# Dealing with guessing in multiple choice questionnaires

I just read this evaluation of a multiple-choice test. The second question of the test is a simple yes/no question which can obviously be guessed correctly with a certain probability. The analysis has to cope with the fact that an (unknown) fraction g of the participants simply guessed. The most interesting figure is what fraction of the participants k knowingly checked the correct answer, but this figure is unknown due to the unknown number of guessers. Instead, the fraction of correct answers / total no. of answers a is known.

Let's assume that if guessing participants pick answers uniformly at random (i.e., ignore psychologically induced biases).

The author attempts to extract k from a by visually subtracting the 'guessing score' of 0.5:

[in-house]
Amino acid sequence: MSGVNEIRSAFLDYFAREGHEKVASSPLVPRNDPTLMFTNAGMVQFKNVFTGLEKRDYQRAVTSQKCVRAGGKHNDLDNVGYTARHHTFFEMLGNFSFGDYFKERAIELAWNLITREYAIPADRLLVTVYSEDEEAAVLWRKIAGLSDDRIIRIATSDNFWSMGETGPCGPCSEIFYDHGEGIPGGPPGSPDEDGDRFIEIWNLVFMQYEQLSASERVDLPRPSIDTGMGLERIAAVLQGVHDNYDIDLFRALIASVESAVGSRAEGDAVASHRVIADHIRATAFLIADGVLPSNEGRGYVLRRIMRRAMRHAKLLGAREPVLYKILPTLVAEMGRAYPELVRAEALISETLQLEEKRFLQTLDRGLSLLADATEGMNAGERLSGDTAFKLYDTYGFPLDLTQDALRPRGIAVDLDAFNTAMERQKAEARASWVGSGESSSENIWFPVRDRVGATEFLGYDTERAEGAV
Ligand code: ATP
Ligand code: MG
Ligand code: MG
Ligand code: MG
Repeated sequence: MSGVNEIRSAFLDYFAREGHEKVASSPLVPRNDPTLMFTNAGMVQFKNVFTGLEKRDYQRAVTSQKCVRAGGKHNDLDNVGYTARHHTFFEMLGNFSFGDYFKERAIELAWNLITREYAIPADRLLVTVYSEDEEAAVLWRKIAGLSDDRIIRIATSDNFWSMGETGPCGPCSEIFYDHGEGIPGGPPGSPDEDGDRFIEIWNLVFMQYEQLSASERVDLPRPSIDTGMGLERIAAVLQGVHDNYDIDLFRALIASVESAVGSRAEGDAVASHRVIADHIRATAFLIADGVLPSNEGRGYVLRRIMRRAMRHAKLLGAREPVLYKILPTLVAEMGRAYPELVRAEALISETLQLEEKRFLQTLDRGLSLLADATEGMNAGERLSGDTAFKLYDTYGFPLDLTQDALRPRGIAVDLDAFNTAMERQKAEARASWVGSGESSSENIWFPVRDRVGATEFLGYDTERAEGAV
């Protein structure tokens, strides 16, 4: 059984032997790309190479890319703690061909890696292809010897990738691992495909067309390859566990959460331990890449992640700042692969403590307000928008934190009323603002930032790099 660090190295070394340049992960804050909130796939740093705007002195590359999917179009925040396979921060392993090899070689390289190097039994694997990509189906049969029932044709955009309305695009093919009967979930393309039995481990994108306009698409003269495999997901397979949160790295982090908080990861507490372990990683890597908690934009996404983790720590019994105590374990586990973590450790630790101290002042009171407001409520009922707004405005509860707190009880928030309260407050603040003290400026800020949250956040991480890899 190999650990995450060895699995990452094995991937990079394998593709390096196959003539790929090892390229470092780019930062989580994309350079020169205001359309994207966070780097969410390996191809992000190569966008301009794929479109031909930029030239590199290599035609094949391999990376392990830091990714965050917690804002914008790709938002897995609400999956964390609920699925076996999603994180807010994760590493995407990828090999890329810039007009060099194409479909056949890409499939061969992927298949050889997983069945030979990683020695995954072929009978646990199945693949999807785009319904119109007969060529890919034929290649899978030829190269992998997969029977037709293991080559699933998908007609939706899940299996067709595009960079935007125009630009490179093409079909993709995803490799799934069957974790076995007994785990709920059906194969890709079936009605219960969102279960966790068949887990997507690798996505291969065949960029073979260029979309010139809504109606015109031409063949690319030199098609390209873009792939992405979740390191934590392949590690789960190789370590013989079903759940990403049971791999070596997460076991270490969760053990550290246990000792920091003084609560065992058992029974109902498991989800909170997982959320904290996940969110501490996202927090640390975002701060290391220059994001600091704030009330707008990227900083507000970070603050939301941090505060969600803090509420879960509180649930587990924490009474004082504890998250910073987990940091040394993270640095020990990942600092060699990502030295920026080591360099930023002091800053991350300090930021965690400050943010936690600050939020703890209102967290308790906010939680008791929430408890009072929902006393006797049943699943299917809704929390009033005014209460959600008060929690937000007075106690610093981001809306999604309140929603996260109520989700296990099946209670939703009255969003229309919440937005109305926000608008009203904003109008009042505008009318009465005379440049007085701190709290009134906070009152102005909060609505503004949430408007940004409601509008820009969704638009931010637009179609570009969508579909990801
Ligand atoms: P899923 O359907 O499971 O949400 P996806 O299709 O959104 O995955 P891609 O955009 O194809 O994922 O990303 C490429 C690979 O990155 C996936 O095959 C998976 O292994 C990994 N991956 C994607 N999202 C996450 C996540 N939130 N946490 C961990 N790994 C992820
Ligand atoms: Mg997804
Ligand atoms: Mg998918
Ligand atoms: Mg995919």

Intuition tells me this visualization is inappropriate and leads to an evaluation that is too pessimistic, but I can't quite tell why. Is there a good explanation of what's wrong with this picture? What would be a better visualisation of k, given that g is unknown?

Here is a more detailed plot of the results grouped by four sub-populations:

As you can see, in the "Oracle" subpopulation, merely 47.7% answered correctly (53.6% - 5.9%). Therefore, it is most likely the case that everyone either a) knows the correct answer or b) guesses uniformly at random, since the "Oracle" group is below the guessing threshold. Rather, it is possible for participants to be convinced about the wrong answer.

• I don't understand your second graph (that you just added). – Peter Flom - Reinstate Monica Mar 18 '14 at 20:43
• @PeterFlom: I edited my description, is it clear now? – blubb Mar 18 '14 at 20:48

• Your assumption translates to 1 = k + g. In this case, a = k + 1/2*g, which resolves to k = 1-2a. That explains the diagram's underlying assumption. However, the assumption must be wrong (see my edit to the question). Given this, what is a better visualization? – blubb Mar 18 '14 at 20:33